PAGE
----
Three firms participate in the energy distribution market, all of which are public-private partnerships (PPPs), with the state holding a 48-49% stake. The original concessions were awarded for 15 years and renewed in 2013 for another 15. Distribuidor Elé ctrica de Metro-Oeste (EDEMET) and Distribuidora Elé ctrica de Chiriqí (EDECHI) are both operated by Spanish natural gas conglomerate Gas Natural Fenosa, and the third, ENSA, is operated by Grupo Empresas Públicas de Medellín. Between them almost 940,000 customers were served as of July 2014, with an energy delivery of 646 GWh in that month and income of $122m. EDEMET and EDECHI together hold about 57% of market share, serving Chiriquí, the central provinces and part of Panama City. All other customers residing in the remaining sections of Panama City and Colón are served by ENSA.
Distribution network operators are also charged with overseeing street lighting in each of their respective areas of operation. In order to serve areas without access to the electricity network, distribution companies have agreed to expand their coverage by at least 1 km per year. This strategy together with the Oficina de Electrificación Rural (Rural Electrification Office, OER) aims to extend access to electricity throughout the country. Since 2012 OER has controlled the distribution and commercialisation of energy in the Changuinola region, buying energy from AES Panama.
The OER has the task of expanding the national electricity network. According to the National Secretariat of Energy, 91.1% of all Panamanians had access to the electricity network by 2012; however, this figure is lower in rural areas. The OER has developed a three-pronged programme, the aims of which include: expansion of the existing distribution network; installation of off-grid photovoltaic storage and photovoltaic-diesel systems for remote communities; and integration and internal wiring for the households covered under the first two goals. Currently, OER is aiming to expand rural access to electricity by 10% over the next four years, from today’s baseline of 71%. In order to achieve this the office has a $22.25m budget that comprises a $10m 25-year loan from the InterAmerican Development bank, a $10m loan from the China Co-financing Fund for Latin America and the Caribbean, and government contributions of $2.25m.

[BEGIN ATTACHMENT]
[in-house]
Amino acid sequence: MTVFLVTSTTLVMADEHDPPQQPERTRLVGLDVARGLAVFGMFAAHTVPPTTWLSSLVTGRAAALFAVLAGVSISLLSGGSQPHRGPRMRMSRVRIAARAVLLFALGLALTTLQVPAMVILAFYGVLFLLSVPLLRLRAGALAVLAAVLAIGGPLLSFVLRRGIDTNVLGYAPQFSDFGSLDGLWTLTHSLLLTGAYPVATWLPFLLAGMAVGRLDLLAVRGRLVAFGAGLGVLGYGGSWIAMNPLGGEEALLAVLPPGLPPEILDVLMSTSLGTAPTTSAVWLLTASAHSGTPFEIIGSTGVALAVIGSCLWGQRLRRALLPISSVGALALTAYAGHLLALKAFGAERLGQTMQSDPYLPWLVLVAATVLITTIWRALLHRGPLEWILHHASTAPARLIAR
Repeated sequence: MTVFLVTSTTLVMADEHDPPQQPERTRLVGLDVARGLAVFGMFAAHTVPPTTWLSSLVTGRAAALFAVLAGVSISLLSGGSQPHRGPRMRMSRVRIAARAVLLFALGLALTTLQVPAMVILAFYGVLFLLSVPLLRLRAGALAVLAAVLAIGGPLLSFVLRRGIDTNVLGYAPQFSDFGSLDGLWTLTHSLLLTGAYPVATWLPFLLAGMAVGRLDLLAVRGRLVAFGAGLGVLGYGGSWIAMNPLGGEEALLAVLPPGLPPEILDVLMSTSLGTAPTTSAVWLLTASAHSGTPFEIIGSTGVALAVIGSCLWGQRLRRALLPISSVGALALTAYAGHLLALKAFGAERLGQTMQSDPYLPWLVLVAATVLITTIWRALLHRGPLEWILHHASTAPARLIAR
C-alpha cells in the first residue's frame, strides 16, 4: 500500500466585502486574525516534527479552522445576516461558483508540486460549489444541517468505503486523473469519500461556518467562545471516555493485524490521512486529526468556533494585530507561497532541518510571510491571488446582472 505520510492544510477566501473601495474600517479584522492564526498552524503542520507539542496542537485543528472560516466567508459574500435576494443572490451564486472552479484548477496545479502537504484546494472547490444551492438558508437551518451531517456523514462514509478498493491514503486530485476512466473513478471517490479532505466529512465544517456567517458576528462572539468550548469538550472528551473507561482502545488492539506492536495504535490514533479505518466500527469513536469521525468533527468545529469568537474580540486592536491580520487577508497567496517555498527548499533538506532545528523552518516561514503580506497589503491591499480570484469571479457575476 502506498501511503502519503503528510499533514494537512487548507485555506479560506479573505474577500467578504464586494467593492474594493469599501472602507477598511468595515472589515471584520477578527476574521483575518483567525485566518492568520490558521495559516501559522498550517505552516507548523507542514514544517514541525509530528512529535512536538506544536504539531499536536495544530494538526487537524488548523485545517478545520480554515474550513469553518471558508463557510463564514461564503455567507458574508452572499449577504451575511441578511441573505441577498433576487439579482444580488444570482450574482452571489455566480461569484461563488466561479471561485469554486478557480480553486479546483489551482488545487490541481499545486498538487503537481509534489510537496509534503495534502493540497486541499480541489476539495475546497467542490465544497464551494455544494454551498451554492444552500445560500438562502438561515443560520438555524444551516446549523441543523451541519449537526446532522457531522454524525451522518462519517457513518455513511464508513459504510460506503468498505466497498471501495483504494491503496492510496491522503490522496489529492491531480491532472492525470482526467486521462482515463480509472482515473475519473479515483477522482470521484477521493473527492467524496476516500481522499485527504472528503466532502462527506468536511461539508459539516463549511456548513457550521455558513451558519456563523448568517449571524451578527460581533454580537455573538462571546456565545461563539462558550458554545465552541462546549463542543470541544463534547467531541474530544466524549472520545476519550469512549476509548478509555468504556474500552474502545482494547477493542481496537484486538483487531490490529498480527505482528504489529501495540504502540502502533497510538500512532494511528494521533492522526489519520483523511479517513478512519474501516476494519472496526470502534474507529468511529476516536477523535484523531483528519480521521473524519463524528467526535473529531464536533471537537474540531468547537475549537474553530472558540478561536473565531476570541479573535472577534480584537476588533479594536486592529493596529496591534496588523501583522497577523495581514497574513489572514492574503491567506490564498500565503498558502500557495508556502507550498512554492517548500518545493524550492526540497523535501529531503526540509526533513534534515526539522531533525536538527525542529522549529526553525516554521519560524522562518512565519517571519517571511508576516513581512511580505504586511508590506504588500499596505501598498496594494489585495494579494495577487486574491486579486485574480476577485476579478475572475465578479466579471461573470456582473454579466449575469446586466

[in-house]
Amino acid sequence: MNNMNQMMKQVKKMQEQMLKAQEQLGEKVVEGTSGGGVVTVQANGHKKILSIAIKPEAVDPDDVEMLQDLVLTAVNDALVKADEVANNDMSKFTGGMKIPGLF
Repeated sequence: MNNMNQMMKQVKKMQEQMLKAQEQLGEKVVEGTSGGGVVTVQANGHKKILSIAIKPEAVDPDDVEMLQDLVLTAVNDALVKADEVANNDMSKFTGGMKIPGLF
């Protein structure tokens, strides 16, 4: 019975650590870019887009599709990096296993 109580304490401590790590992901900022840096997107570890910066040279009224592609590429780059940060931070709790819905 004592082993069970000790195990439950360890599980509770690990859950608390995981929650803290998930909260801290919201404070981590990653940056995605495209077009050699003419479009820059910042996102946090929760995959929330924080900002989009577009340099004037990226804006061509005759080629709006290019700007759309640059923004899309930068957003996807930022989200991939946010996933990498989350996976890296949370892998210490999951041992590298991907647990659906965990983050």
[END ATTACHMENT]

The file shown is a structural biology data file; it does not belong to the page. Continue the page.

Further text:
Since the extension of existing distribution concessions, ASEP has included in its contracts a requirement for all companies to extend their reach by 1 km per year until they have each completed 5 km worth of extensions. This has aided OER in achieving its goals of increasing electricity access and eased the burden on the government by reducing the subsidies paid to distributors, which have historically been high. Randolph Gamett, executive director of OER, told OBG that before distribution company concession contracts were regulated a $200,000 distribution extension project may have received up to $100,000 in subsidies. “Today subsidies are only paid if a newly connected community does not reach the minimum energy usage level of 60 KWh per month per household in the first six months. In such as case, a subsidy is applied and re-evaluated every six months,” Gamett said. However, there are still challenges that need to be tackled, related to matching extension programme timelines with internal wiring and household usage.
The tariff scheme has been set by analysing information in comparison with US companies. The most efficient firms are selected and compared, serving as a baseline for Panama’s tariffs. Adjustments are made every four years, with the exception of a fossil fuel cost adjustment, which occurs every six months. The final energy cost has three components: generation, transmission and distribution. Transmission and distribution are based on existing capital, i.e. the investments made by transmission and distribution companies. From there a return on investment (ROI) is set as a minimum guarantee, which ranges from 10% to 12%. Distribution companies collect tariffs and later distribute the revenues to the other two players. Generation tariffs are a pass-through cost, while generators and distributors are charged transmission costs.